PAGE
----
|>>|| No. 29409
Thank you for posting this OP, you've actually articulated something that I've felt myself at times very succinctly. I went through an emotional break-up the year before last, shortly followed by the suicide of one of my best m8s. The break-up itself was in a large part due to my depression and the way my partner at that time was absolutely unable to interface with it in any meaningful or helpful way, even if she thought she was trying.
Throughout that experience I have to admit, I did build up a bit of resentment at the way a man's emotions are often viewed by others, and especially with a lot of today's rhetoric about how men need to open up more, poisonous manliness, and #talkingsaveslives etc.
I think one of the things is a great deal of the time, people simply don't practice what they preach. They talk a big game about being there for anyone to talk to, but they're really relying on nobody taking them up on the offer. The other thing is, most people simply lack the tact to deal with those situations when they find themselves there, and it's not their fault. We're not all therapists. There were two separate girls who thought it would be a good idea to give me the whole "See, that IS toxic masculinity!" thing when I was trying to get my feelings out about losing a close friend (it was within a couple of weeks of that Gillette commercial too). Rightly or wrongly, I thought that was just incredibly insensitive, and simply not the time or place for it.
Overall the impression I've come away with is that this drive to get men to open up more is not so much about getting men to address phlegmatic emotions, as it is to get them to do it in a way which is more socially acceptable in today's more progressive climate. Much like OP, I don't want it to come off like I'm a bitter MRA type, and the fact we find ourselves worried about such accusations is a problem in itself really; and I want to emphasise that I'm sure the people behind this movement have their hearts in the right place. Where I think the problem lies is that it's a one size fits all approach, for something where really it's a very deeply personal and individual issue.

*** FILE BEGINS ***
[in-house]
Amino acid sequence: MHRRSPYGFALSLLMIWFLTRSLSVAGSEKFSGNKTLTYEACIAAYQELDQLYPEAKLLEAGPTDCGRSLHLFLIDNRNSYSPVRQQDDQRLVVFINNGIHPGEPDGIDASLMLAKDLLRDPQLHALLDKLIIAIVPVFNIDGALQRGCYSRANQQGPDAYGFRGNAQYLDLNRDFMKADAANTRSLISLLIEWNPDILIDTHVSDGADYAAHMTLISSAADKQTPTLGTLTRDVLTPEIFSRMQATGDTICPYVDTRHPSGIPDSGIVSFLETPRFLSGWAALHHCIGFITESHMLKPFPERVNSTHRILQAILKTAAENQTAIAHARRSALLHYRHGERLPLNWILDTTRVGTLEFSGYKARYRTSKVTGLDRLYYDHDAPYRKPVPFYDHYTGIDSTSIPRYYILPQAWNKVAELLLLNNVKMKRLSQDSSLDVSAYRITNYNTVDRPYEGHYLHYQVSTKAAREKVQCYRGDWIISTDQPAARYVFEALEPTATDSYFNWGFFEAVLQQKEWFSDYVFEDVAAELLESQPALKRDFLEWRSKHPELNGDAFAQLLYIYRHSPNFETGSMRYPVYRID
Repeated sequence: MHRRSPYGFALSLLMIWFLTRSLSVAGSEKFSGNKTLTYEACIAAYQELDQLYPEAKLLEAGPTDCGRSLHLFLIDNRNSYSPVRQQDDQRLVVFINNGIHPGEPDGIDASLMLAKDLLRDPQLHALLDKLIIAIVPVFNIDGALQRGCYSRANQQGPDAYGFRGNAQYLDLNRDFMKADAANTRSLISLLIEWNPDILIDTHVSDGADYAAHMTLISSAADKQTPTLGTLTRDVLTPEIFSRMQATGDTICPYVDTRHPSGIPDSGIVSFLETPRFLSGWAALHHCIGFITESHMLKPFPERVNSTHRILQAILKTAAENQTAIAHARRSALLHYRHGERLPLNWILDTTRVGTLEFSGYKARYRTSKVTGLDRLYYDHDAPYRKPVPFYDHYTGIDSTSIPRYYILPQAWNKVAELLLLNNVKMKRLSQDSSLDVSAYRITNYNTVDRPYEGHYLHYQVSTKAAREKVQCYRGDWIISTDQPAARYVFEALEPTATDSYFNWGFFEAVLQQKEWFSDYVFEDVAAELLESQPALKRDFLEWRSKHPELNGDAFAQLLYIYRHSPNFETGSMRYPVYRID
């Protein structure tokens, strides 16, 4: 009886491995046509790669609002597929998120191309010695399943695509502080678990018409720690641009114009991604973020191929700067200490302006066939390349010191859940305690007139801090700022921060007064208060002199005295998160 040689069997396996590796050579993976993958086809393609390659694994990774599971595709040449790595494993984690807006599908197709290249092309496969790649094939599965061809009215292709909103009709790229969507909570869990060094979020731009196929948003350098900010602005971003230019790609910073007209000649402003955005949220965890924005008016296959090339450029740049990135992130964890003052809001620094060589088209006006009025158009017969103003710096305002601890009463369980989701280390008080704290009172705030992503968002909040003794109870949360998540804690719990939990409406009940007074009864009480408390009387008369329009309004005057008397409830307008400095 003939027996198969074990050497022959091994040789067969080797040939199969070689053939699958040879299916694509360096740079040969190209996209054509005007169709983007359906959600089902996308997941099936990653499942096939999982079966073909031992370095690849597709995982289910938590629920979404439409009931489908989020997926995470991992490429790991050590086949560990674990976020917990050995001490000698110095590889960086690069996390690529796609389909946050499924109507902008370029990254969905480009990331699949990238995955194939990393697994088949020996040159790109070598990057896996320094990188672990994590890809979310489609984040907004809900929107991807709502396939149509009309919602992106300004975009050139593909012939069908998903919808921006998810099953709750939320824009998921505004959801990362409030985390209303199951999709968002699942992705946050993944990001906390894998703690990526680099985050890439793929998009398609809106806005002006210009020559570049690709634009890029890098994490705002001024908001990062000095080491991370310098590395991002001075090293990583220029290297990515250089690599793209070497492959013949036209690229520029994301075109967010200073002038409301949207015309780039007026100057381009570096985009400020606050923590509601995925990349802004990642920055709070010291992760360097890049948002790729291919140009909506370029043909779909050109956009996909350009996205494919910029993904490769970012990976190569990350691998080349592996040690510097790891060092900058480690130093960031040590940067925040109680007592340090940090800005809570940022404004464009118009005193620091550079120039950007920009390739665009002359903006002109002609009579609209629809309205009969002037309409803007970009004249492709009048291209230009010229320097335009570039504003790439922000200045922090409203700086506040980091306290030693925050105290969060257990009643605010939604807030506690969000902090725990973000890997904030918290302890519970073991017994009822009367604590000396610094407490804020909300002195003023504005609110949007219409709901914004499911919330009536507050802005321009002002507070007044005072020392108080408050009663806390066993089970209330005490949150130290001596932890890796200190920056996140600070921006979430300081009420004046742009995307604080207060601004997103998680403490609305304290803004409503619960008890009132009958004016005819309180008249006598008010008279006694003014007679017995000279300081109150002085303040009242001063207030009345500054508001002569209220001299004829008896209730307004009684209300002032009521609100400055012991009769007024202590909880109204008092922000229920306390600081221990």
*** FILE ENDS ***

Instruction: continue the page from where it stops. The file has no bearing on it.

Let's take the #talkingsaveslives thing for example. It's not even a gendered issue in that case so we can avoid thorny potentially controversial opinions. While I think it's true that bottling your problems up is almost universally unhealthy, I think the way people approach and spread this message comes from a very neurotypical perspective, and will only really work on neurotypical people. People's issues can be very deep and complex, and to be honest I don't think anyone who is genuinely suicidal just needs to get it off their chest. There's a much deeper level of understanding and empathy we need to develop as a whole society towards invisible illnesses like depression, and I think lots of people are getting the wrong end of the stick that it's as simple as just talking about it. It's only any good to talk about things if what you're saying actually gets heard, and sinks in, which all too often simply isn't the case.
The few times I've been open and honest about my depression, I'm greeted with dumbfounded blank stares by people completely unable to process how someone who's usually so jovial can be suffering.
Anyway, I've sorted wandered off and forgotten where I was going with it. I also understand that the goal is to create a broader culture of acceptance and understanding that will eventually move things towards what I mentioned. But like I said, I think it's very one size fits all, without acknowledging that perhaps some people need different things. My mate had all the people in the world to talk to, and he wasn't shy of doing so, his problems ran much deeper and we were all powerless to fight them for him, in the face of a society that ostracises and punishes men in his position (the stereotypical "deadbeat dad") for having allowed themselves to get there.
I think part of the male psyche is most definitely ego. Culturally we've become rather ashamed of the concept of bravado and egotism, but I think unless you're a zen master able to absolve yourself of all worldy concerns, a comfortable, proud ego is actually a crucial part of a healthy man's psychological composition. We live in a world where any man can identify as a woman and any woman can identify as a man, and any of the infinite combinations inbetween, and that's a beautiful thing. I'm glad we're becoming more tolerant of those kinds of things. But I think amongst that, we're sort of forgetting a lot of men still identify as men, and they're fine with that, and what they need differs a little bit from what a woman or a trans or a non-binary person might need. We can't just treat everybody as the same uniform grey blob of human shaped matter.
I'll definitely stop now. Sorry to anyone who reads this confused mess.